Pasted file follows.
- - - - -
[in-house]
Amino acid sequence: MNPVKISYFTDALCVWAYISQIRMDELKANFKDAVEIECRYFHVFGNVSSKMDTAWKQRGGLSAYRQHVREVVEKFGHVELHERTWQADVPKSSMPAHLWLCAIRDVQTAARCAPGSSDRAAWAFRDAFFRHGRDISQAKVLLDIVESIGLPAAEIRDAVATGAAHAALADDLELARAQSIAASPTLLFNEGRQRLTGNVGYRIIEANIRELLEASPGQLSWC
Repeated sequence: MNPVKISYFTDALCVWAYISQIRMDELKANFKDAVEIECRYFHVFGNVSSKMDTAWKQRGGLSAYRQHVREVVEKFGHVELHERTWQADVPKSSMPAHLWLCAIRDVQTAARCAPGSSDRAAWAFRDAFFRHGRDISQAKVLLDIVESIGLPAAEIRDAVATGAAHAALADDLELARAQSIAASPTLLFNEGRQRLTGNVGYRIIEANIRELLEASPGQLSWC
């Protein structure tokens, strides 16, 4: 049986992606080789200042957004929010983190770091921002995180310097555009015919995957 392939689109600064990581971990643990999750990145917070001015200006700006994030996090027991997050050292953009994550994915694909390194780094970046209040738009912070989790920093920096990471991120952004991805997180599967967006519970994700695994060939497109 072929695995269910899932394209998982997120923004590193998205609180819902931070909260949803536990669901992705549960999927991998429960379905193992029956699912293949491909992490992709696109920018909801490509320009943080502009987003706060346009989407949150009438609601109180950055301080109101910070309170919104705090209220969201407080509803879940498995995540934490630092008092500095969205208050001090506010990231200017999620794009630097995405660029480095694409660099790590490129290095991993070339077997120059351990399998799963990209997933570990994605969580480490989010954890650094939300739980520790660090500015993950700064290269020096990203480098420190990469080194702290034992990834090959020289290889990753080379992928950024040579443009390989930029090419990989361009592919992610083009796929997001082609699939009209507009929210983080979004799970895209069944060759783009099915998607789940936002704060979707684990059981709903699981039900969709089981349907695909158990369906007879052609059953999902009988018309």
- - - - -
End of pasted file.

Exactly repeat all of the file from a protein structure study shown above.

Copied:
[in-house]
Amino acid sequence: MNPVKISYFTDALCVWAYISQIRMDELKANFKDAVEIECRYFHVFGNVSSKMDTAWKQRGGLSAYRQHVREVVEKFGHVELHERTWQADVPKSSMPAHLWLCAIRDVQTAARCAPGSSDRAAWAFRDAFFRHGRDISQAKVLLDIVESIGLPAAEIRDAVATGAAHAALADDLELARAQSIAASPTLLFNEGRQRLTGNVGYRIIEANIRELLEASPGQLSWC
Repeated sequence: MNPVKISYFTDALCVWAYISQIRMDELKANFKDAVEIECRYFHVFGNVSSKMDTAWKQRGGLSAYRQHVREVVEKFGHVELHERTWQADVPKSSMPAHLWLCAIRDVQTAARCAPGSSDRAAWAFRDAFFRHGRDISQAKVLLDIVESIGLPAAEIRDAVATGAAHAALADDLELARAQSIAASPTLLFNEGRQRLTGNVGYRIIEANIRELLEASPGQLSWC
């Protein structure tokens, strides 16, 4: 049986992606080789200042957004929010983190770091921002995180310097555009015919995957 392939689109600064990581971990643990999750990145917070001015200006700006994030996090027991997050050292953009994550994915694909390194780094970046209040738009912070989790920093920096990471991120952004991805997180599967967006519970994700695994060939497109 072929695995269910899932394209998982997120923004590193998205609180819902931070909260949803536990669901992705549960999927991998429960379905193992029956699912293949491909992490992709696109920018909801490509320009943080502009987003706060346009989407949150009438609601109180950055301080109101910070309170919104705090209220969201407080509803879940498995995540934490630092008092500095969205208050001090506010990231200017999620794009630097995405660029480095694409660099790590490129290095991993070339077997120059351990399998799963990209997933570990994605969580480490989010954890650094939300739980520790660090500015993950700064290269020096990203480098420190990469080194702290034992990834090959020289290889990753080379992928950024040579443009390989930029090419990989361009592919992610083009796929997001082609699939009209507009929210983080979004799970895209069944060759783009099915998607789940936002704060979707684990059981709903699981039900969709089981349907695909158990369906007879052609059953999902009988018309």